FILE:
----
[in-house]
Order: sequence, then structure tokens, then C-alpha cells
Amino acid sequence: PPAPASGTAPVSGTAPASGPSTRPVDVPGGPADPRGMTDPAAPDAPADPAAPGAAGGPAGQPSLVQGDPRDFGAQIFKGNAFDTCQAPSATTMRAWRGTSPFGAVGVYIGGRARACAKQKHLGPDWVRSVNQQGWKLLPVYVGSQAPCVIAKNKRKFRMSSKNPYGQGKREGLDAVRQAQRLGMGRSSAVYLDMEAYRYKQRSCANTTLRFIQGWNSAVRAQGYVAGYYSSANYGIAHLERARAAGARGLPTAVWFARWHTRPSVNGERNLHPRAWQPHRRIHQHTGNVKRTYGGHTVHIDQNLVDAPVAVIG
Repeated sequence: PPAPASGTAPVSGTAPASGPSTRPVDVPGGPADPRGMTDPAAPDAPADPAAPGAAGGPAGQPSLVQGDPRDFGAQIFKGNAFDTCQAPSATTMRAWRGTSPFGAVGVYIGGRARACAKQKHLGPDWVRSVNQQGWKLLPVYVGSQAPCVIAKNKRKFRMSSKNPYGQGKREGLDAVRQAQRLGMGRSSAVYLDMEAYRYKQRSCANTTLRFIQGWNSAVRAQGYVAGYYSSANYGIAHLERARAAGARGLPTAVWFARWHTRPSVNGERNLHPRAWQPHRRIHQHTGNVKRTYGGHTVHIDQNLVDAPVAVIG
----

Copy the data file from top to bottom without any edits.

[in-house]
Order: sequence, then structure tokens, then C-alpha cells
Amino acid sequence: PPAPASGTAPVSGTAPASGPSTRPVDVPGGPADPRGMTDPAAPDAPADPAAPGAAGGPAGQPSLVQGDPRDFGAQIFKGNAFDTCQAPSATTMRAWRGTSPFGAVGVYIGGRARACAKQKHLGPDWVRSVNQQGWKLLPVYVGSQAPCVIAKNKRKFRMSSKNPYGQGKREGLDAVRQAQRLGMGRSSAVYLDMEAYRYKQRSCANTTLRFIQGWNSAVRAQGYVAGYYSSANYGIAHLERARAAGARGLPTAVWFARWHTRPSVNGERNLHPRAWQPHRRIHQHTGNVKRTYGGHTVHIDQNLVDAPVAVIG
Repeated sequence: PPAPASGTAPVSGTAPASGPSTRPVDVPGGPADPRGMTDPAAPDAPADPAAPGAAGGPAGQPSLVQGDPRDFGAQIFKGNAFDTCQAPSATTMRAWRGTSPFGAVGVYIGGRARACAKQKHLGPDWVRSVNQQGWKLLPVYVGSQAPCVIAKNKRKFRMSSKNPYGQGKREGLDAVRQAQRLGMGRSSAVYLDMEAYRYKQRSCANTTLRFIQGWNSAVRAQGYVAGYYSSANYGIAHLERARAAGARGLPTAVWFARWHTRPSVNGERNLHPRAWQPHRRIHQHTGNVKRTYGGHTVHIDQNLVDAPVAVIG